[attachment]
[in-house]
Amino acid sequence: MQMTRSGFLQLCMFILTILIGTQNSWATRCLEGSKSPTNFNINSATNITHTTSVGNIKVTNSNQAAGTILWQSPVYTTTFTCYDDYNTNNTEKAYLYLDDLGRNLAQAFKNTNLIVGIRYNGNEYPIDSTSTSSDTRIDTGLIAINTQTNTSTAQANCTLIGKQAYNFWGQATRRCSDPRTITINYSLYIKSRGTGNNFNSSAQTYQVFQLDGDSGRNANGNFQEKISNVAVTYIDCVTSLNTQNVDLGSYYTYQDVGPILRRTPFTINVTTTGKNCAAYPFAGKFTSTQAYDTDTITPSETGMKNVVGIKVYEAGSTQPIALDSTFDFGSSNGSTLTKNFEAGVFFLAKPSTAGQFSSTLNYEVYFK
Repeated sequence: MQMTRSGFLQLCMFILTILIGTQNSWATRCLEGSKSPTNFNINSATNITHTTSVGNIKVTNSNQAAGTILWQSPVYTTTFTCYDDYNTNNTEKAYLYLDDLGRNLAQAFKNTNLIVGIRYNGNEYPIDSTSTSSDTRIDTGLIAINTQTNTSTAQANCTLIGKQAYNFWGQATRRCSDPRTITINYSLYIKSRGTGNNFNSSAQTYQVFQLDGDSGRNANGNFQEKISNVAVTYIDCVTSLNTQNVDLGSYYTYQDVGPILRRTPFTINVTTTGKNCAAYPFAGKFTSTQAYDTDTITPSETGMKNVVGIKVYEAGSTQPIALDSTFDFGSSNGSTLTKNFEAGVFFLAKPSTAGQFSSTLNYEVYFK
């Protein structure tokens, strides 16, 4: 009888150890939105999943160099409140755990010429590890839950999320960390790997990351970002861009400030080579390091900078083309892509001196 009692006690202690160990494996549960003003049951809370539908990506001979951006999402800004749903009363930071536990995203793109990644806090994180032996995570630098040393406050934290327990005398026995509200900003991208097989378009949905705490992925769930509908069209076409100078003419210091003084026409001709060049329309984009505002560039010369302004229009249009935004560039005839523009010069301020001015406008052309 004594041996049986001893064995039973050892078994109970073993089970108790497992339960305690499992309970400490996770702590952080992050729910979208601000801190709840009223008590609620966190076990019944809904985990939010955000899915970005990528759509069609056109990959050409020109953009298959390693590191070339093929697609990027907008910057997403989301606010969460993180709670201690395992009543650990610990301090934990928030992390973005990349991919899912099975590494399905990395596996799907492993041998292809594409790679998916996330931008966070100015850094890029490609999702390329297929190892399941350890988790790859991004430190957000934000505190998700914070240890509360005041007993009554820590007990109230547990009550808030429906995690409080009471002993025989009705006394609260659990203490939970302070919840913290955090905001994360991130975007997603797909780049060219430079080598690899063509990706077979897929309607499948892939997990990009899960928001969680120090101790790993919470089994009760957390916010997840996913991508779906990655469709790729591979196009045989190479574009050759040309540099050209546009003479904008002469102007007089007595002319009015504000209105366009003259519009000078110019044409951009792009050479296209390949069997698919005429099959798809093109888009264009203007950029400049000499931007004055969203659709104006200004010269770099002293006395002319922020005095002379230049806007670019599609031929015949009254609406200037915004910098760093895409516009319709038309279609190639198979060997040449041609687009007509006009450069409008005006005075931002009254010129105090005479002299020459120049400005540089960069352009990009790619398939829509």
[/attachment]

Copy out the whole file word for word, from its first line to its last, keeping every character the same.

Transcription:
[in-house]
Amino acid sequence: MQMTRSGFLQLCMFILTILIGTQNSWATRCLEGSKSPTNFNINSATNITHTTSVGNIKVTNSNQAAGTILWQSPVYTTTFTCYDDYNTNNTEKAYLYLDDLGRNLAQAFKNTNLIVGIRYNGNEYPIDSTSTSSDTRIDTGLIAINTQTNTSTAQANCTLIGKQAYNFWGQATRRCSDPRTITINYSLYIKSRGTGNNFNSSAQTYQVFQLDGDSGRNANGNFQEKISNVAVTYIDCVTSLNTQNVDLGSYYTYQDVGPILRRTPFTINVTTTGKNCAAYPFAGKFTSTQAYDTDTITPSETGMKNVVGIKVYEAGSTQPIALDSTFDFGSSNGSTLTKNFEAGVFFLAKPSTAGQFSSTLNYEVYFK
Repeated sequence: MQMTRSGFLQLCMFILTILIGTQNSWATRCLEGSKSPTNFNINSATNITHTTSVGNIKVTNSNQAAGTILWQSPVYTTTFTCYDDYNTNNTEKAYLYLDDLGRNLAQAFKNTNLIVGIRYNGNEYPIDSTSTSSDTRIDTGLIAINTQTNTSTAQANCTLIGKQAYNFWGQATRRCSDPRTITINYSLYIKSRGTGNNFNSSAQTYQVFQLDGDSGRNANGNFQEKISNVAVTYIDCVTSLNTQNVDLGSYYTYQDVGPILRRTPFTINVTTTGKNCAAYPFAGKFTSTQAYDTDTITPSETGMKNVVGIKVYEAGSTQPIALDSTFDFGSSNGSTLTKNFEAGVFFLAKPSTAGQFSSTLNYEVYFK
């Protein structure tokens, strides 16, 4: 009888150890939105999943160099409140755990010429590890839950999320960390790997990351970002861009400030080579390091900078083309892509001196 009692006690202690160990494996549960003003049951809370539908990506001979951006999402800004749903009363930071536990995203793109990644806090994180032996995570630098040393406050934290327990005398026995509200900003991208097989378009949905705490992925769930509908069209076409100078003419210091003084026409001709060049329309984009505002560039010369302004229009249009935004560039005839523009010069301020001015406008052309 004594041996049986001893064995039973050892078994109970073993089970108790497992339960305690499992309970400490996770702590952080992050729910979208601000801190709840009223008590609620966190076990019944809904985990939010955000899915970005990528759509069609056109990959050409020109953009298959390693590191070339093929697609990027907008910057997403989301606010969460993180709670201690395992009543650990610990301090934990928030992390973005990349991919899912099975590494399905990395596996799907492993041998292809594409790679998916996330931008966070100015850094890029490609999702390329297929190892399941350890988790790859991004430190957000934000505190998700914070240890509360005041007993009554820590007990109230547990009550808030429906995690409080009471002993025989009705006394609260659990203490939970302070919840913290955090905001994360991130975007997603797909780049060219430079080598690899063509990706077979897929309607499948892939997990990009899960928001969680120090101790790993919470089994009760957390916010997840996913991508779906990655469709790729591979196009045989190479574009050759040309540099050209546009003479904008002469102007007089007595002319009015504000209105366009003259519009000078110019044409951009792009050479296209390949069997698919005429099959798809093109888009264009203007950029400049000499931007004055969203659709104006200004010269770099002293006395002319922020005095002379230049806007670019599609031929015949009254609406200037915004910098760093895409516009319709038309279609190639198979060997040449041609687009007509006009450069409008005006005075931002009254010129105090005479002299020459120049400005540089960069352009990009790619398939829509």